Under the apple tree
Kike was enjoying the bliss of married life and had everything going well for her the way she wanted. Her husband, Philips Otitoju, loved her so much and took good care of her.
Theirs was a relationship made and consummated in heaven, or so it seemed. They were blessed with two handsome kids.
Money wasn’t their problem, because Philips worked as a manager in an oil company, with a fat salary and all the perks of office.
He was a loyal and dedicated husband who valued the innate qualities of his wife. His love and care for his cherished wife was undiluted, unwavering and passionate.
There is a saying that even if you put a bird in a beautiful and well-decorated cage, filled with food and very comfortable, the bird would still not be satisfied. If you dare open the cage, the bird will fly away, and that is the last you will see of it.
Kike had a friend called Anita, who was a socialite, very lecherous, cunning and wayward. Anita convinced Kike into having an extramarital affair, promising to introduce her to the club of multimillionaires and she (Kike) would live in paradise. These multimillionaires always held their meetings under an apple tree in a posh environment.
Anita did the matchmaking and pronto, Kike became a mistress to Chief Banki, an ebullient man, who promised her heaven on earth, making Kike to pack out of her matrimonial home and eloped with him.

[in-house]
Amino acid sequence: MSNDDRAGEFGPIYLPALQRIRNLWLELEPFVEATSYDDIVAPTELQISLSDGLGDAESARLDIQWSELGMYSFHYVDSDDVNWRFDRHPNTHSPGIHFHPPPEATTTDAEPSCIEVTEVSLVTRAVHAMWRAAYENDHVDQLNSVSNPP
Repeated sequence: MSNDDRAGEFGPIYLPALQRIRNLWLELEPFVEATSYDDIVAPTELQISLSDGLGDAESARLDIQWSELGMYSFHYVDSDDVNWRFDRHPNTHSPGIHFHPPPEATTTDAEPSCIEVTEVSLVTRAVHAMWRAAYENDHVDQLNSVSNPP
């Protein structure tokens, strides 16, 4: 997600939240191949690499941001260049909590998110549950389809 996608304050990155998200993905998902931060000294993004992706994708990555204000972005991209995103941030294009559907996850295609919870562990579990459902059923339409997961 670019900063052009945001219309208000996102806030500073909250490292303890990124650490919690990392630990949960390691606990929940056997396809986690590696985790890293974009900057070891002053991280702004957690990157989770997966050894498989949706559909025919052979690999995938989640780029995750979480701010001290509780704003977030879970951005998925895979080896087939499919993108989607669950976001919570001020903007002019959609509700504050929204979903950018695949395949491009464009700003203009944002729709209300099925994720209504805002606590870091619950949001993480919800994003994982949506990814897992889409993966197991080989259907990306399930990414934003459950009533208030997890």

Exactly one year later, Banki dumped and jilted Kike, telling her point-blank never to call his number again.
The following week, the chief relocated to Canada. In tears, Kike went back to her former husband to make amends and beg for forgiveness.
To her shock and utter amazement, she met Anita in her husband’s arms, pecking him with adoration. Anita had married Kike’s Philips Otitoju.
“No, no, it can’t be!” she screamed and fainted. She was revived some few hours later at the hospital.
Anita had snatched Kike’s husband for good. Kike became troubled, homeless and hopeless. She became a recluse, living in abject poverty in Egan, a remote area of Lagos.
Re: Daring The Gods
SEGUN, Thank you for making me relive my aesthetic pleasure in literature, regarding where you described Bodija as a man who hated lies and liars and could lay down his life for truth and what he believed in.
I saw myself there. Thank you.
-Lady Glo Ehiemua, Abuja
Dear Segun, the sweetest of all voices is the voice of the woman a man loves. Those who assist others in times of troubles open doors of joy, like that from God.
Bodija loves his wife and protects her from evil worshippers. One of your great stories!
-Alhaji Wola Olayinka, Ibadan, Oyo State.
Re: The Many Tragedies Of Love
DEAR Segun, it is tough indeed and a poison in the mind. Nevertheless, it is a great story.
I reserve my comment till the end of the story. Thanks.
Re: Just A Single Bullet
HELLO Segun, One can visualise the agony of Mr. Ogunrinde. One of your best story yet. Looking forward to the conclusion.
-Bola Olusomiro, Texas, United States.
Re: Between The Devil…
SEGE, How are you? ‘Between The Devil’ was good, but the fault was from Mrs. Ekundayo. She started it by calling her daughter the wife of Chief Ekundayo. The Yoruba say, Olorun ko mo awada.
It serves Mrs. Ekundayo right, because she wasn’t observant, as a result she failed as a mother.
– Mrs. Adesina, Lagos.
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